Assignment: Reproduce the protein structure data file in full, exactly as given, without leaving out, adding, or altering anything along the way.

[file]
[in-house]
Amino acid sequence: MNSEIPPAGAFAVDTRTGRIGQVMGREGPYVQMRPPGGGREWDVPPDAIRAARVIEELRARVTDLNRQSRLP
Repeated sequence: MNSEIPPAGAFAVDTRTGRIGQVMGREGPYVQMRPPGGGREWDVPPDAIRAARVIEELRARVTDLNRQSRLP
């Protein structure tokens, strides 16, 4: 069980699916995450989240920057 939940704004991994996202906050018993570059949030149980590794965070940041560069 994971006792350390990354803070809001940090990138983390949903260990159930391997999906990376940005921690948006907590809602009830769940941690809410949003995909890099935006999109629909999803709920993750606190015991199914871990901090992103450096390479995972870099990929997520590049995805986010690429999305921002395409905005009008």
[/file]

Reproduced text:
[in-house]
Amino acid sequence: MNSEIPPAGAFAVDTRTGRIGQVMGREGPYVQMRPPGGGREWDVPPDAIRAARVIEELRARVTDLNRQSRLP
Repeated sequence: MNSEIPPAGAFAVDTRTGRIGQVMGREGPYVQMRPPGGGREWDVPPDAIRAARVIEELRARVTDLNRQSRLP
């Protein structure tokens, strides 16, 4: 069980699916995450989240920057 939940704004991994996202906050018993570059949030149980590794965070940041560069 994971006792350390990354803070809001940090990138983390949903260990159930391997999906990376940005921690948006907590809602009830769940941690809410949003995909890099935006999109629909999803709920993750606190015991199914871990901090992103450096390479995972870099990929997520590049995805986010690429999305921002395409905005009008």